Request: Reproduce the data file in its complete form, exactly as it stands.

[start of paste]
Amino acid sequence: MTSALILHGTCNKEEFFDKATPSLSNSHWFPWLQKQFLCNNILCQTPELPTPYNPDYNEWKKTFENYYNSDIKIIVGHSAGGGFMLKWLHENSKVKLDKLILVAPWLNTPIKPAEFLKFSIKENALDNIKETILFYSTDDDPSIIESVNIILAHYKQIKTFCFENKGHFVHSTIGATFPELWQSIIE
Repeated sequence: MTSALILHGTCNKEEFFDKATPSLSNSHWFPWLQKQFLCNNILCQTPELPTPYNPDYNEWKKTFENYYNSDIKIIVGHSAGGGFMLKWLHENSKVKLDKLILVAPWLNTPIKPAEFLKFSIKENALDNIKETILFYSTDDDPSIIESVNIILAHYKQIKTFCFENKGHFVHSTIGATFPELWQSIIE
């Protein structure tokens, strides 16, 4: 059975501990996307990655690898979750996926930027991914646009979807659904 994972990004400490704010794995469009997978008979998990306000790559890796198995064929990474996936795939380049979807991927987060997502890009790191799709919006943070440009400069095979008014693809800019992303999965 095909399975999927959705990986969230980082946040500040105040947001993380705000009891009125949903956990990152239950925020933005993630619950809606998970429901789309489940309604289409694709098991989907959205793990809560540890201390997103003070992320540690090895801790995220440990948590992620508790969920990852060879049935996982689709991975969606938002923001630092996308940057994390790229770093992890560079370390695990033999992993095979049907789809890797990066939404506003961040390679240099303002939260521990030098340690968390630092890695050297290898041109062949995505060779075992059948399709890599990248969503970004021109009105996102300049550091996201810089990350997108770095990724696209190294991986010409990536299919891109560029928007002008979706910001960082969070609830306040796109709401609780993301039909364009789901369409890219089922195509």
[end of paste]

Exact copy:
Amino acid sequence: MTSALILHGTCNKEEFFDKATPSLSNSHWFPWLQKQFLCNNILCQTPELPTPYNPDYNEWKKTFENYYNSDIKIIVGHSAGGGFMLKWLHENSKVKLDKLILVAPWLNTPIKPAEFLKFSIKENALDNIKETILFYSTDDDPSIIESVNIILAHYKQIKTFCFENKGHFVHSTIGATFPELWQSIIE
Repeated sequence: MTSALILHGTCNKEEFFDKATPSLSNSHWFPWLQKQFLCNNILCQTPELPTPYNPDYNEWKKTFENYYNSDIKIIVGHSAGGGFMLKWLHENSKVKLDKLILVAPWLNTPIKPAEFLKFSIKENALDNIKETILFYSTDDDPSIIESVNIILAHYKQIKTFCFENKGHFVHSTIGATFPELWQSIIE
């Protein structure tokens, strides 16, 4: 059975501990996307990655690898979750996926930027991914646009979807659904 994972990004400490704010794995469009997978008979998990306000790559890796198995064929990474996936795939380049979807991927987060997502890009790191799709919006943070440009400069095979008014693809800019992303999965 095909399975999927959705990986969230980082946040500040105040947001993380705000009891009125949903956990990152239950925020933005993630619950809606998970429901789309489940309604289409694709098991989907959205793990809560540890201390997103003070992320540690090895801790995220440990948590992620508790969920990852060879049935996982689709991975969606938002923001630092996308940057994390790229770093992890560079370390695990033999992993095979049907789809890797990066939404506003961040390679240099303002939260521990030098340690968390630092890695050297290898041109062949995505060779075992059948399709890599990248969503970004021109009105996102300049550091996201810089990350997108770095990724696209190294991986010409990536299919891109560029928007002008979706910001960082969070609830306040796109709401609780993301039909364009789901369409890219089922195509």